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  • Shakespeare and the Idea of Apocrypha: Negotiating the Boundaries of the Dramatic Canon by Peter Kirwan
  • Michael M. Wagoner
Shakespeare and the Idea of Apocrypha: Negotiating the Boundaries of the Dramatic Canon. By Peter Kirwan. Cambridge: Cambridge UP, 2015. Pp. xii + 258. $95 (hardback).

Peter Kirwan’s book on the status of the Shakespeare Apocrypha breaks down the binary of canon/apocrypha by investigating the broadly defined category of apocryphal plays and employs a variety of approaches from historicizing their authorial designations to considering their performative value in the contemporary theater. He moves beyond canonical designations, questioning the validity of such categories. As he states, the goal of this endeavor is to help “the dissolution of the boundaries that segregate an ‘exceptional’ Shakespeare from the rest of the early modern dramatic canon” (208). His approach melds historicism, textual studies, editorial theory, attribution studies, and performance reviews, creating a multidimensional approach to the texts. Through such multivalent considerations, these plays demonstrate their importance to the other works in the Shakespearean “canon.”

The role of “Shakespeare” and the positioning of the apocryphal plays next to him as author occupy much of Kirwan’s introduction. He insists that this “deeply problematic group on the fringe of Shakespeare Studies” connects Shakespeare “to a range of collaborators, genres, themes and sensibilities that pollute the purity of the approved canon” (5). His examination stems from his contributions to William Shakespeare and Others: Collaborative Plays, edited by Jonathan Bate and Eric Rasmussen (Palgrave Macmillan, 2013). Kirwan’s book supplements and theorizes the texts of the ten plays from that edition. In fact, having it on hand proved helpful. Looking at all of the apocryphal plays, he ultimately theorizes that we should treat “authorship as a negotiation between socially constructed text and the individual ‘hand’” (14). Through this dual understanding, Kirwan offers that we can “dissolve” the “notional divisions between Canon and Apocrypha,” allowing for the exploration of Shakespeare’s various connections to these plays (14). To examine this understanding of authorship, he breaks down his study into four chapters: the history of apocrypha; the apocrypha in repertory; attribution of the apocrypha; and, finally, completeness and the apocrypha. These four broad ideas allow Kirwan to infuse the individual chapters with multiple texts and support his commitment not to focus solely on questions of authorship (as in who wrote what) but also to explore these neglected texts through multiple lenses. [End Page 754]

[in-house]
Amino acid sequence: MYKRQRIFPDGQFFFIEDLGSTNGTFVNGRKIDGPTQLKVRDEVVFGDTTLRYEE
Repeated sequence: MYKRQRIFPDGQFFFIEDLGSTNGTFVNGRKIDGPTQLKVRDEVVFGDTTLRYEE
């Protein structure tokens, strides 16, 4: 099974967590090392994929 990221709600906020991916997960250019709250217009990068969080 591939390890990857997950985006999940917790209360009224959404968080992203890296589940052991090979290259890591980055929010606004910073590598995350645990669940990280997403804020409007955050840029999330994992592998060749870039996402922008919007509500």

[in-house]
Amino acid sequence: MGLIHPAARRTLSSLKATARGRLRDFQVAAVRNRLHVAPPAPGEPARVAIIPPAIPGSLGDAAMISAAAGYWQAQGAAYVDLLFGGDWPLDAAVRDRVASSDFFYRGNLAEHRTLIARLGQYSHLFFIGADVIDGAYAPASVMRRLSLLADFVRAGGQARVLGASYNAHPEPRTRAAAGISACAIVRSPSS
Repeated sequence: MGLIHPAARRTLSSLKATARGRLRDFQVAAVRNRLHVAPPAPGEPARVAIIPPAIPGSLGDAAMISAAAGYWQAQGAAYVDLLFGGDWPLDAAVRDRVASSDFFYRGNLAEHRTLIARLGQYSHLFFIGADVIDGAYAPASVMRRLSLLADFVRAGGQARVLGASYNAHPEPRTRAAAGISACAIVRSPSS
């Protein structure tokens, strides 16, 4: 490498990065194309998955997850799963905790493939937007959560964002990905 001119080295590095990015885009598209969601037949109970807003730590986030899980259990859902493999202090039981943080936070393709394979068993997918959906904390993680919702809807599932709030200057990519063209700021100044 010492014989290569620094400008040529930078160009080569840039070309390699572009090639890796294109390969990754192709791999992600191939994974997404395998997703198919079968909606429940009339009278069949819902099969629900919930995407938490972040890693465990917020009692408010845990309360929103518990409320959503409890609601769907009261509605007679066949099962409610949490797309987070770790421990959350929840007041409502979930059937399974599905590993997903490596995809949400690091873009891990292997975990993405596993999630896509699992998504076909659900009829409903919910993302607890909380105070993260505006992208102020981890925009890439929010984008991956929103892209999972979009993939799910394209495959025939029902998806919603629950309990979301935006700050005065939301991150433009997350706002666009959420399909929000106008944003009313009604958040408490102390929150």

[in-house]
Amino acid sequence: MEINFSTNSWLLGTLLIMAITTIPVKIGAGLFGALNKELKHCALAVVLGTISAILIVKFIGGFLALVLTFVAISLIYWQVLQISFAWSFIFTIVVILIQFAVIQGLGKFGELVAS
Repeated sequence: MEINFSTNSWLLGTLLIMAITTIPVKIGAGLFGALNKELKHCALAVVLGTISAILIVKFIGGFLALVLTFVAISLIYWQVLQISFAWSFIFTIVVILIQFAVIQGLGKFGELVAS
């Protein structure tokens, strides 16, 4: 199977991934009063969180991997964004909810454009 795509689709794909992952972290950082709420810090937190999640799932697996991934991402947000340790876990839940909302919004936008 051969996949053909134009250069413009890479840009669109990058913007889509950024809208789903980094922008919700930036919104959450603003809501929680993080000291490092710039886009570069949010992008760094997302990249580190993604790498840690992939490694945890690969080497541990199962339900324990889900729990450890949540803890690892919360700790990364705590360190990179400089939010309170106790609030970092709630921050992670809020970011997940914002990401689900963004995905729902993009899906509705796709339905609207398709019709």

Kirwan’s first chapter, “Canonising the Apocrypha,” gives a thorough examination of the status of the many plays connected to Shakespeare beyond those in the First Folio. By moving historically from the 1664 Third Folio’s inclusion of seven new plays to C. F. Tucker Brooke’s 1908 book The Shakespeare Apocrypha, Kirwan lays out the historical considerations of these plays and the debates about their inclusion in the Shakespeare canon. This history serves as an important introduction to the status of these plays while also exploring the significance of whether a play is in or out. Also, throughout this chapter, he lays out evidence for several of the plays and their connection to Shakespeare.

Overall, the chapter reinforces the notion that the canon itself is arbitrary and historically fixed as a construct, and what is in and what is out is not consistent, even as it is treated as either in or out. One important aspect of this history is the discussion of Edmund Malone’s Supplements, which “created a new space in which [the plays] could be read without impacting on the canon” (54). Such an approach brings to mind William Shakespeare and Others as it too allows for access to these plays, while not impinging on the purity of a canonical complete works. Perhaps this safe space, adjacent to the complete works, is the best these plays can achieve.

The following chapter, “The Apocrypha in Rep,” moves beyond textual and editorial evidence to consider how the apocryphal plays can be better understood if we examine them through theater history. By placing the plays within their original context, Kirwan argues that these works are not odd but fitting within the culture. He employs the work of Roslyn Knutson, Scott McMillin, and Sally...


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